This past month we observed Nurses week, which ended on Florence Nightingale’s Birthday — May 12. It’s an observance that has taken several decades to put into place. As early as 1953, Dorothy Sutherland of the U. S. Department of Health sent a proposal to President Eisenhower to proclaim a “Nurse Day” to be held October of the following year which was not supported at that time. In spite of this, National Nurse Week was observed October 11-16, 1954 marking the 100th anniversary of Florence Nightingale’s mission to Crimea. In 1974, the International Council of Nurses proclaimed May 12, Florence Nightingale’s birthday, as “International Nurse Day.” In February 1974 President Richard Nixon proclaimed a National Nurse Week. With support from New Mexico nurses, American Nurses’ Association (ANA), and President Reagan signing a proclamation in 1982, we now have “National Recognition Day for Nurses” designated May 6. In 1993, The ANA Board of Directors designated May 6 – 12 National Nurses’ Week (nursingsworld.org)
Each year, the ANA develops a logo to celebrate nurses and all that they do. The 2012 theme was “Nurses: Advocating, Leading, Caring”. Nurses are the consumers’ advocate as they care for people across the life span in a variety of settings around the globe and as they educate the public to navigate through the health care system. Nurses can be described as well-educated, highly skilled, trustworthy, and caring in everything they do. They are leaders who influence health care policy with the priority and commitment of keeping the public safe when it comes to health care. Nurses touch the heart, mind, body, and soul as they provide holistic care to individuals, families, groups, communities, and populations. They function as change agents as they strive to improve health and provide the best nursing care. Nurses may serve in many roles as they advance their education: practitioner, educator, leader, and researcher.
There are 3.1 million registered nurses in America (nursingworld.org). Arizona has more than 72,000 registered nurses (azbn.gov). Who is a nurse that has impacted your life? Is it the RN who was at your side supporting you when you gave birth to your children, the nurse who cared for a dying loved one? Or is it the nurse who took action that made your life better or even saved your life? As a nurse of 41 years, I believe I can say that nurses do not ask for more in return than that you take care of yourself so you can take care of others in your life.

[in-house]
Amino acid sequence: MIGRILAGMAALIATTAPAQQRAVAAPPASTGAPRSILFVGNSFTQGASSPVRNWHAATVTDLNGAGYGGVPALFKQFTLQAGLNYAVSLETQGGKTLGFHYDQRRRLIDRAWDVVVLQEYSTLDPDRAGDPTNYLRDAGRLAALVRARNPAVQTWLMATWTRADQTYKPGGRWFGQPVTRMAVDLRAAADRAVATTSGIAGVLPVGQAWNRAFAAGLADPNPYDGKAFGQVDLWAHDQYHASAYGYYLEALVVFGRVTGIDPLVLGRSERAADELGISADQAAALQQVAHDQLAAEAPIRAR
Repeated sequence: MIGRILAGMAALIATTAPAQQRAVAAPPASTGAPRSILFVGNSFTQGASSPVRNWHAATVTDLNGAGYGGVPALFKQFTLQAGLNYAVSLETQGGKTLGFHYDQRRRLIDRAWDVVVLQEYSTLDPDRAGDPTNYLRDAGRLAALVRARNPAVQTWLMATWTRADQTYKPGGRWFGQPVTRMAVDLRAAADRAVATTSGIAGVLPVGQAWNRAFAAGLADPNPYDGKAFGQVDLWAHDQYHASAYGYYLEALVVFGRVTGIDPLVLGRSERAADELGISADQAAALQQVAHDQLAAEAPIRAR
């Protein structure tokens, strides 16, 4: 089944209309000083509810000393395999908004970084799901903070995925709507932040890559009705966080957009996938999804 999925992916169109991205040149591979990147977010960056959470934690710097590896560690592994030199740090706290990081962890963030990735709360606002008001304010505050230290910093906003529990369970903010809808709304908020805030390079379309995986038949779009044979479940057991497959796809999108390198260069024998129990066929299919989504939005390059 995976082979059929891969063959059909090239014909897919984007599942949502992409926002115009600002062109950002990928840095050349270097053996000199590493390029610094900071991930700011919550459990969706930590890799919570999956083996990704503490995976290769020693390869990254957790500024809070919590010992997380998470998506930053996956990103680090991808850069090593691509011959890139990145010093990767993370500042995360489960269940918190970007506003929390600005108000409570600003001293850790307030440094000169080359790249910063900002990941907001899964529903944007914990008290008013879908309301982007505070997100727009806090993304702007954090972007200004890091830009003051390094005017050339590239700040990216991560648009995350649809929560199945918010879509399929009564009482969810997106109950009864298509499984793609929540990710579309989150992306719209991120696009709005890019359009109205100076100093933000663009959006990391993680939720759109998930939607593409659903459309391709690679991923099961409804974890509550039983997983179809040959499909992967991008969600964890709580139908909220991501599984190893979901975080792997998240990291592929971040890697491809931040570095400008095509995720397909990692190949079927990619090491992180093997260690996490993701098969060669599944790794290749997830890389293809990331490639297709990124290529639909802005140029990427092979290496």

Students are entering the last half of the semester and are focused on the finish line. Preceptorships, practicums and capstone projects are the stepping stones to convocation, commencement and graduation celebrations. After four years of long nights, last-minute projects and juggling multiple classes, students may think life becomes simpler after graduation with just one “job” to focus on. Many times, the anticipated reality is not as easy as it sounds.
It is a nurse’s responsibility to come to work alert and ready to provide safe patient care. Patient Safety Awareness Week (March 4-10) is a great time to remember the impact a nurses’ fatigue can have on a patient’s safety. Fatigue can lead to lapses in attention, a lack of motivation, a decrease in problem-solving ability, confusion, irritability, impaired communication, diminished reaction time, indifference and loss of empathy. These factors can put both patients and staff at risk.
So what steps can a new nurse take to decrease fatigue and minimize errors?
- Establish a routine.
- Get enough sleep and take naps when necessary.
- Practice good sleeping habits; routines are important especially when working a new shift time.
- Engage in relaxing, pre-sleep habits, such as reading or yoga.
- Avoid food, alcohol or stimulants (such as caffeine) that can impact sleep.
2. Participate in a work culture that recognizes the impact of fatigue on patient care.
- Provide input into designing work schedules that minimize the potential for fatigue.
- Be supportive of other staff members when they express concerns about fatigue.
- Encourage teamwork and regular safety checks to protect patients from harm.
- Develop your skills of patient hand-offs and evaluate the effect that fatigue may have on the quality of your communications.
- Implement a fatigue management plan that may include engaged conversations, physical activity, strategic caffeine consumption and short naps (if allowed).
Dedication and commitment toward your education will pay off as you begin your career as a nurse. Developing personal and professional practices that address self-care, encourage a balanced life, and establish good sleeping habits will help ensure that your career as a nurse is rewarding for a lifetime!